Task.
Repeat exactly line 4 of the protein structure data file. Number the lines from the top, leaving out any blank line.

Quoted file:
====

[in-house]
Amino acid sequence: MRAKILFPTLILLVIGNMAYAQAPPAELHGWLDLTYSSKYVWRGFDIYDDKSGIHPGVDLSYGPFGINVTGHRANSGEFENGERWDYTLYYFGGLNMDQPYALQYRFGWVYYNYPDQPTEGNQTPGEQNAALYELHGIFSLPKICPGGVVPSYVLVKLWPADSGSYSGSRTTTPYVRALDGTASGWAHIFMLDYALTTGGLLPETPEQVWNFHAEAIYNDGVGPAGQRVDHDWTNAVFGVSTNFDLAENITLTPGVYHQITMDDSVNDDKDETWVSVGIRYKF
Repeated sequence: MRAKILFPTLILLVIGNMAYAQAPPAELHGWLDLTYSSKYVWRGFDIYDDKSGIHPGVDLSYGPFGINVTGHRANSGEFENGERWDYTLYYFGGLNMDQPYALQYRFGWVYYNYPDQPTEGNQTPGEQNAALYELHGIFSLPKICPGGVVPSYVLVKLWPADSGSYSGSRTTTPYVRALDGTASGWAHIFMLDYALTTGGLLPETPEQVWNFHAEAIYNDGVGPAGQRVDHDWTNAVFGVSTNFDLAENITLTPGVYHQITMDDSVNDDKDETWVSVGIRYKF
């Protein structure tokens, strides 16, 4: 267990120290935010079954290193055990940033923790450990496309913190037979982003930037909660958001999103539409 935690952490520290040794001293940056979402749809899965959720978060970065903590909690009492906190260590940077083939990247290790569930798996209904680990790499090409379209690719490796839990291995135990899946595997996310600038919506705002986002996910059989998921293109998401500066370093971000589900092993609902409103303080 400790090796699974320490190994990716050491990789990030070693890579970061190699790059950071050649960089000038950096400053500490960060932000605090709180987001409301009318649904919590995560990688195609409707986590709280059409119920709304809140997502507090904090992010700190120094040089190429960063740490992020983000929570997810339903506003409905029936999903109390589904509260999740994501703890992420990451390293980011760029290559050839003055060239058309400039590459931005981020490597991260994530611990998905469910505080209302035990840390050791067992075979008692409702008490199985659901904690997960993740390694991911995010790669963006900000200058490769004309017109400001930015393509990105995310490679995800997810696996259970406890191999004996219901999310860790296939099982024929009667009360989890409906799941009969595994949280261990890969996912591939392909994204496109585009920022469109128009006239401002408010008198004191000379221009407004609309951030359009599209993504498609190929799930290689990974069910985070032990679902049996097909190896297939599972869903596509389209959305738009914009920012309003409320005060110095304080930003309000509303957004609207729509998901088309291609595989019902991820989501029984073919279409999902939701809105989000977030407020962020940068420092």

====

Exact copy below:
């Protein structure tokens, strides 16, 4: 267990120290935010079954290193055990940033923790450990496309913190037979982003930037909660958001999103539409 935690952490520290040794001293940056979402749809899965959720978060970065903590909690009492906190260590940077083939990247290790569930798996209904680990790499090409379209690719490796839990291995135990899946595997996310600038919506705002986002996910059989998921293109998401500066370093971000589900092993609902409103303080 400790090796699974320490190994990716050491990789990030070693890579970061190699790059950071050649960089000038950096400053500490960060932000605090709180987001409301009318649904919590995560990688195609409707986590709280059409119920709304809140997502507090904090992010700190120094040089190429960063740490992020983000929570997810339903506003409905029936999903109390589904509260999740994501703890992420990451390293980011760029290559050839003055060239058309400039590459931005981020490597991260994530611990998905469910505080209302035990840390050791067992075979008692409702008490199985659901904690997960993740390694991911995010790669963006900000200058490769004309017109400001930015393509990105995310490679995800997810696996259970406890191999004996219901999310860790296939099982024929009667009360989890409906799941009969595994949280261990890969996912591939392909994204496109585009920022469109128009006239401002408010008198004191000379221009407004609309951030359009599209993504498609190929799930290689990974069910985070032990679902049996097909190896297939599972869903596509389209959305738009914009920012309003409320005060110095304080930003309000509303957004609207729509998901088309291609595989019902991820989501029984073919279409999902939701809105989000977030407020962020940068420092």